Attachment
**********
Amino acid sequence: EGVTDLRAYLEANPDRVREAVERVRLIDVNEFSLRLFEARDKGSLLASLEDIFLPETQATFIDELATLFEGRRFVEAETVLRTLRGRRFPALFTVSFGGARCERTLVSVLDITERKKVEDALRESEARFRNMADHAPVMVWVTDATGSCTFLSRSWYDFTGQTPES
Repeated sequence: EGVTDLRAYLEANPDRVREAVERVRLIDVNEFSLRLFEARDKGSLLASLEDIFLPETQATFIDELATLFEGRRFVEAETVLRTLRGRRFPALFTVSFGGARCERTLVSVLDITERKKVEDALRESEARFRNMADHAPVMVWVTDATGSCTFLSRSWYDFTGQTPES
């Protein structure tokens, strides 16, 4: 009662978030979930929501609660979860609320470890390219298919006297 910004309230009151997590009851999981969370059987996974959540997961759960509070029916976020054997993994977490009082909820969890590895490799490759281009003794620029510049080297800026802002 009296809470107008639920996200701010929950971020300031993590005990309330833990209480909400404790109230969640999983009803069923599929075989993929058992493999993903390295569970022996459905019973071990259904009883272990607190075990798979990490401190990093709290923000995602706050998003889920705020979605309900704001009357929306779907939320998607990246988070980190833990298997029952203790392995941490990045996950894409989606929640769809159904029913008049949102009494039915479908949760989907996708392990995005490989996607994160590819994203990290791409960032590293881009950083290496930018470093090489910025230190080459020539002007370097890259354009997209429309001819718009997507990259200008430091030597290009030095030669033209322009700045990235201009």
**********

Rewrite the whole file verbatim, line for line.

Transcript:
Amino acid sequence: EGVTDLRAYLEANPDRVREAVERVRLIDVNEFSLRLFEARDKGSLLASLEDIFLPETQATFIDELATLFEGRRFVEAETVLRTLRGRRFPALFTVSFGGARCERTLVSVLDITERKKVEDALRESEARFRNMADHAPVMVWVTDATGSCTFLSRSWYDFTGQTPES
Repeated sequence: EGVTDLRAYLEANPDRVREAVERVRLIDVNEFSLRLFEARDKGSLLASLEDIFLPETQATFIDELATLFEGRRFVEAETVLRTLRGRRFPALFTVSFGGARCERTLVSVLDITERKKVEDALRESEARFRNMADHAPVMVWVTDATGSCTFLSRSWYDFTGQTPES
């Protein structure tokens, strides 16, 4: 009662978030979930929501609660979860609320470890390219298919006297 910004309230009151997590009851999981969370059987996974959540997961759960509070029916976020054997993994977490009082909820969890590895490799490759281009003794620029510049080297800026802002 009296809470107008639920996200701010929950971020300031993590005990309330833990209480909400404790109230969640999983009803069923599929075989993929058992493999993903390295569970022996459905019973071990259904009883272990607190075990798979990490401190990093709290923000995602706050998003889920705020979605309900704001009357929306779907939320998607990246988070980190833990298997029952203790392995941490990045996950894409989606929640769809159904029913008049949102009494039915479908949760989907996708392990995005490989996607994160590819994203990290791409960032590293881009950083290496930018470093090489910025230190080459020539002007370097890259354009997209429309001819718009997507990259200008430091030597290009030095030669033209322009700045990235201009």